In the end it was an incredibly lengthy and exciting-at-times, sleepy-at-others final table that set up as a battle of two of the game's best against a field of nobodies, but played out much differently. There's no doubt the biggest name in the final six proved he was best player, but a few of those "who-dats" managed to make their mark throughout the night as well.
While Erik Seidel came in to the final table with the most chips, many "experts" still had Ted Forrest as the favorite based on his ability to mix it up on the felt. However, the now six-time WPT final tablist and onetime champ would quickly become the biggest disappointment of the final six.
The trouble started for Forrest when he raised with pocket nines and Andrew Barta re-popped him. Mama always said stupid is as stupid does and Forrest made the wrong read; he shoved and Barta snapped him off with pocket kings.
Ted lost more than half his stack in the hand and would lose it all a little later when he picked up jacks and pushed again during a pre-flop raising war with Robert Richardson. Richardson had rockets and Forrest was cut down sixth ($103,360).
Adam "AKat11" Katz, the latest Internet pro to blow up on the WPT, was the next player out. Sadly, Katz never got on track today and was dogged when he shoved with top pair queens against Robert Richardson's flush draw.
The flush never came, but Richardson found a king on the river to bounce Katz fifth ($151,811).
Frank Cieri took the final table by storm today, moving in over the top of raises from just about every other player in the final six. The Yonkers undertaker, who acted like he was just happy to be here when things got started today, was winning pot after pot without a showdown. By the time it got down to four-handed he sat second in chips with over $2 million, about $200k more than Robert Richardson.
It was Richardson, though, who finally called him down when Cieri shoved holding a club draw against his top pair. The pair held and Cieri was left crippled. He was buried a few hands later shoving with just a tiny stack and failing to improve against Rob-Rich's overcard.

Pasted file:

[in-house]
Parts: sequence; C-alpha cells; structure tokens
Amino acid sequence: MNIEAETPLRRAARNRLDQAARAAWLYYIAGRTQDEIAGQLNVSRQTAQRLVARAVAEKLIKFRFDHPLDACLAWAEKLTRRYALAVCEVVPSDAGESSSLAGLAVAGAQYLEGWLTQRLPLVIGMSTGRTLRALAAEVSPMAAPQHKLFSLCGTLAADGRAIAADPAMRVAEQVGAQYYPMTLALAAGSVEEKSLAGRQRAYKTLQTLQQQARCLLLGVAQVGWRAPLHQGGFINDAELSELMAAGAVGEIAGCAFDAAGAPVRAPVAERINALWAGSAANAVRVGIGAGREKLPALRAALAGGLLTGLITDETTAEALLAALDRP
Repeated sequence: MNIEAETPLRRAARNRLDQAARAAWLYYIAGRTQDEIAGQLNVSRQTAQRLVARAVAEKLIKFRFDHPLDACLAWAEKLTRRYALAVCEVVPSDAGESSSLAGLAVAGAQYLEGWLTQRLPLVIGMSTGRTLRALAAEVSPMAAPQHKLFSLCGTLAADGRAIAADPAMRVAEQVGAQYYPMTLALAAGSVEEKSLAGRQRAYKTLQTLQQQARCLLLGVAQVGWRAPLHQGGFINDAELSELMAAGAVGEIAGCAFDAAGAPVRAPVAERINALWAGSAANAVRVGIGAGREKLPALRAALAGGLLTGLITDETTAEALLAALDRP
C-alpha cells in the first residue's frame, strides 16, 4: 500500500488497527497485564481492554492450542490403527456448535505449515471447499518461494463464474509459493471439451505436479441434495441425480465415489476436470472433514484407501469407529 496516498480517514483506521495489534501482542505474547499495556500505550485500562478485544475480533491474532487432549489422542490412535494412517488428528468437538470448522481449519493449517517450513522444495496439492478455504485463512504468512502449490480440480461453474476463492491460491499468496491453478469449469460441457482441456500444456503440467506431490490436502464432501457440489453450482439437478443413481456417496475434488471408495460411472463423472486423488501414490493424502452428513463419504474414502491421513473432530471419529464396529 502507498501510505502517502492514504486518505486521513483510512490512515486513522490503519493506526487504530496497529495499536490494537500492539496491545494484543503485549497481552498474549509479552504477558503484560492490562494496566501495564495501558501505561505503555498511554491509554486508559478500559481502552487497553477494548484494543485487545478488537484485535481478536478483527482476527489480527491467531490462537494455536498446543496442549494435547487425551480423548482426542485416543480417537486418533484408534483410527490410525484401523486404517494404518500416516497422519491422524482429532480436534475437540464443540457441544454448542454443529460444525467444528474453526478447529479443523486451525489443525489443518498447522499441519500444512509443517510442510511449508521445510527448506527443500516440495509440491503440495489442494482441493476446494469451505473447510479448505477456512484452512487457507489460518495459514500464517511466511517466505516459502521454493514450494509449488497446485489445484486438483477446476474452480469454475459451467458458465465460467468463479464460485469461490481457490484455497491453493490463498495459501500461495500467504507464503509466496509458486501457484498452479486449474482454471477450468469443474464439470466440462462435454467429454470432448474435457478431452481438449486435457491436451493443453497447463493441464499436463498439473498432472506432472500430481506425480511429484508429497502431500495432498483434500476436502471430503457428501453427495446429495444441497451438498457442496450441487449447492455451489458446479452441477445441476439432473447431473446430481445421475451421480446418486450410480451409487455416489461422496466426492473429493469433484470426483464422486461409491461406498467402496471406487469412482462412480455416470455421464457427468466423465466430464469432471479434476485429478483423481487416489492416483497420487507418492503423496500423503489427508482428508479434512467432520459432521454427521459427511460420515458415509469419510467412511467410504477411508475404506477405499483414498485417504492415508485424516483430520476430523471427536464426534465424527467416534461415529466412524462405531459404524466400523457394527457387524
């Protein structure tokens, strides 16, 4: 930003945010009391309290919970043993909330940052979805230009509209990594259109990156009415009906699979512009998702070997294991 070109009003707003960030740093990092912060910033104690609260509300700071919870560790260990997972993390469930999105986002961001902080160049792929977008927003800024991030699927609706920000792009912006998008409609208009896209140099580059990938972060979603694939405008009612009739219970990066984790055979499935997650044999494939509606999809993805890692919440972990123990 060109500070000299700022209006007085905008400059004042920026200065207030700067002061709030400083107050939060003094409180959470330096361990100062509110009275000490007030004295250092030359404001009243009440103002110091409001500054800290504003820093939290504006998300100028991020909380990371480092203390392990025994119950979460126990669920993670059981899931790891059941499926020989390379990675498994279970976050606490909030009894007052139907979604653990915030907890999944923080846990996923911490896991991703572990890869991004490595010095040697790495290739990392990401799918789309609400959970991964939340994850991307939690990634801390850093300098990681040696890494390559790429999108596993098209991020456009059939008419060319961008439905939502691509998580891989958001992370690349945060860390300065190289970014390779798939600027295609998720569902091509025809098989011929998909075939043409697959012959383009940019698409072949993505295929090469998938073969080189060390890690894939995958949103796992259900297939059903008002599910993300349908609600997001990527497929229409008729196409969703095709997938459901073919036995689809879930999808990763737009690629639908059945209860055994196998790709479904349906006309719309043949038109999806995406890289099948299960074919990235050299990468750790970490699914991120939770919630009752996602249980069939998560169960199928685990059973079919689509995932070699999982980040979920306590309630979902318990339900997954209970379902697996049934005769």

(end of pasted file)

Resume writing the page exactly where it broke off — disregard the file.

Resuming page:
The $200,261 for fourth had to be more than he was expecting though, coming into play today with the shortest stack.
After knocking out Katz and Cieri, Richardson, an HVAC service tech from Grand Rapids, Michigan playing in his first WPT event, suddenly found himself in unfamiliar territory. He had started the day fifth in chips with barely over half a million and had worked his way into the lead sitting on close to $6 million. It was also the first time since the end of Day 4 that somebody other than Erik Seidel was in command.
But it was really all an illusion. Seidel was the man in control and he chipped away at the less-experienced Richardson, taking large pot after large pot with timely raises and re-raises until he was back in the lead.
When Seidel wasn't winning pots, Andrew Barta was pushing all-in. It seemed like he was all-in every other hand until he finally got called down by Robert Richardson. The problem for Richardson was that this time, Barta actually had it. Richardson's top pair, big kicker was sunk by Barta's two pair and the hit dropped him into third position.
At this point Richardson looked ready to implode, but somehow he righted the ship and all three players ended up embroiled in a dead heat, with each sitting on stacks in the $3.5 million range. Sitting is the key word here folks, as things seriously slowed at this point. Not one of the three players remaining seemed ready to take a risk.
The hours rolled by before the seasoned vet Seidel took command again. By 3 a.m. (EDT), the 10th hour of play on the day, Seidel had managed to build yet another lead. The Team Full Tilt pro had about $5 million in chips to the $2.5 million of each of his less-experienced counterparts, who had suddenly begun shoving just about every hand with at least Barta suggesting the best way to take on Erik was for one of them to grab the other's chips and run with it.
The problem was that it was Seidel who eventually picked Barta off. All the shoving had given Barta a few more chips but Seidel's jacks held against his ace-queen, and Seidel's own ace-queen topped his Q-10 a few minutes later. Barta grabbed $281,011 for third and we were finally heads-up.
After a long six days of poker and a final table that rivaled some of the longest in WPT history, heads-up was a sharp contrast as it lasted just one hand. Seidel had a better than 4-1 lead and when the two went deep into hand No. 1, Seidel called Richardson's shove on a A♣ K♥ 9♠ 8♥ board with A♥ J♦. Richardson had just the 9♣ 7♠ and with the K♦ that fell on the river, the inevitable happened.
Richardson took home $558,792 for second and your big prize is the opportunity to find complete details on how Seidel managed to win his first WPT title and $967,390 on our Live Updates page.
That's it, that's all from Connecticut and the 2008 WPT Foxwoods Poker Classic. With only the WPT Championship left and coming up in a little over a week, Season 6 is just about done. Rumor has it that based on recent happenings, Mike Sexton is planning to adjust that monster-pot live-card slogan to more accurately reflect the play on tour.
"May all your final tables be marathons and your prize pools be dwindling" sounds about right to me.